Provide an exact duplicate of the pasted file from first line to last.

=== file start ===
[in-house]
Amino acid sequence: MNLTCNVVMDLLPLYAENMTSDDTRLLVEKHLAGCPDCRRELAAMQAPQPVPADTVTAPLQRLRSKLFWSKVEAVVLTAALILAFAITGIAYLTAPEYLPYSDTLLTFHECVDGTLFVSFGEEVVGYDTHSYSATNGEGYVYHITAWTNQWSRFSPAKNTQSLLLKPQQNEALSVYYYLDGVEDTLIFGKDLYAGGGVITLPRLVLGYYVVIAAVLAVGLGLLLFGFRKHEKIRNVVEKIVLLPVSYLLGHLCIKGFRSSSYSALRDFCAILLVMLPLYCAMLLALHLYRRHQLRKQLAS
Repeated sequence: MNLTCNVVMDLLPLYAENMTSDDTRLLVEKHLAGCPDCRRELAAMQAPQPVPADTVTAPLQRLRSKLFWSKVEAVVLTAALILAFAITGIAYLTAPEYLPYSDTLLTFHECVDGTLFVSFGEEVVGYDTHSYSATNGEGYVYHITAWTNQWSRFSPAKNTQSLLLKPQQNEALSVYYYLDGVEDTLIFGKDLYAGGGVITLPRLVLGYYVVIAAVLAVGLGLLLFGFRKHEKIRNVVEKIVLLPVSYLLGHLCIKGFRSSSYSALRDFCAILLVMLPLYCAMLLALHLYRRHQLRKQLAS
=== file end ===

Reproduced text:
[in-house]
Amino acid sequence: MNLTCNVVMDLLPLYAENMTSDDTRLLVEKHLAGCPDCRRELAAMQAPQPVPADTVTAPLQRLRSKLFWSKVEAVVLTAALILAFAITGIAYLTAPEYLPYSDTLLTFHECVDGTLFVSFGEEVVGYDTHSYSATNGEGYVYHITAWTNQWSRFSPAKNTQSLLLKPQQNEALSVYYYLDGVEDTLIFGKDLYAGGGVITLPRLVLGYYVVIAAVLAVGLGLLLFGFRKHEKIRNVVEKIVLLPVSYLLGHLCIKGFRSSSYSALRDFCAILLVMLPLYCAMLLALHLYRRHQLRKQLAS
Repeated sequence: MNLTCNVVMDLLPLYAENMTSDDTRLLVEKHLAGCPDCRRELAAMQAPQPVPADTVTAPLQRLRSKLFWSKVEAVVLTAALILAFAITGIAYLTAPEYLPYSDTLLTFHECVDGTLFVSFGEEVVGYDTHSYSATNGEGYVYHITAWTNQWSRFSPAKNTQSLLLKPQQNEALSVYYYLDGVEDTLIFGKDLYAGGGVITLPRLVLGYYVVIAAVLAVGLGLLLFGFRKHEKIRNVVEKIVLLPVSYLLGHLCIKGFRSSSYSALRDFCAILLVMLPLYCAMLLALHLYRRHQLRKQLAS